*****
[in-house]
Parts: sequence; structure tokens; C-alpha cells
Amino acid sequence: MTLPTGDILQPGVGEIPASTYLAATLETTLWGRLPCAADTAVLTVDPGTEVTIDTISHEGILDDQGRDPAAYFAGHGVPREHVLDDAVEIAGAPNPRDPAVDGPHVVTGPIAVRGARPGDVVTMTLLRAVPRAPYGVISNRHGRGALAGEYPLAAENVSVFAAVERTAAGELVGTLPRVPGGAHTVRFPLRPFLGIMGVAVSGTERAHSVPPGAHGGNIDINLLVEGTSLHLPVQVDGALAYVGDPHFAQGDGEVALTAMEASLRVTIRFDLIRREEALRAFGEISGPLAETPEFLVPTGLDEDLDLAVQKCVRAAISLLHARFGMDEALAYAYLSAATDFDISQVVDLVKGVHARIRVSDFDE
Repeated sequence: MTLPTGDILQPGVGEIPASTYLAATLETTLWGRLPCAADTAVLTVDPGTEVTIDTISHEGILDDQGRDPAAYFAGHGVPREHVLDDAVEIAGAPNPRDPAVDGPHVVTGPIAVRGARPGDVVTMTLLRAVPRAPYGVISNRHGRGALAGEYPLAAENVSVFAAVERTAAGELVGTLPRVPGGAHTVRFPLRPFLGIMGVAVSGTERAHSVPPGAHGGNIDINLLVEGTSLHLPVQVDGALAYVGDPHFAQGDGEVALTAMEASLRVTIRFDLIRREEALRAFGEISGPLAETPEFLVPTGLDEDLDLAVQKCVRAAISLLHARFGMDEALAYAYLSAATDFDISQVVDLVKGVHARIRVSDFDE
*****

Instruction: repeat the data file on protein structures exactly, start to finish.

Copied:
[in-house]
Parts: sequence; structure tokens; C-alpha cells
Amino acid sequence: MTLPTGDILQPGVGEIPASTYLAATLETTLWGRLPCAADTAVLTVDPGTEVTIDTISHEGILDDQGRDPAAYFAGHGVPREHVLDDAVEIAGAPNPRDPAVDGPHVVTGPIAVRGARPGDVVTMTLLRAVPRAPYGVISNRHGRGALAGEYPLAAENVSVFAAVERTAAGELVGTLPRVPGGAHTVRFPLRPFLGIMGVAVSGTERAHSVPPGAHGGNIDINLLVEGTSLHLPVQVDGALAYVGDPHFAQGDGEVALTAMEASLRVTIRFDLIRREEALRAFGEISGPLAETPEFLVPTGLDEDLDLAVQKCVRAAISLLHARFGMDEALAYAYLSAATDFDISQVVDLVKGVHARIRVSDFDE
Repeated sequence: MTLPTGDILQPGVGEIPASTYLAATLETTLWGRLPCAADTAVLTVDPGTEVTIDTISHEGILDDQGRDPAAYFAGHGVPREHVLDDAVEIAGAPNPRDPAVDGPHVVTGPIAVRGARPGDVVTMTLLRAVPRAPYGVISNRHGRGALAGEYPLAAENVSVFAAVERTAAGELVGTLPRVPGGAHTVRFPLRPFLGIMGVAVSGTERAHSVPPGAHGGNIDINLLVEGTSLHLPVQVDGALAYVGDPHFAQGDGEVALTAMEASLRVTIRFDLIRREEALRAFGEISGPLAETPEFLVPTGLDEDLDLAVQKCVRAAISLLHARFGMDEALAYAYLSAATDFDISQVVDLVKGVHARIRVSDFDE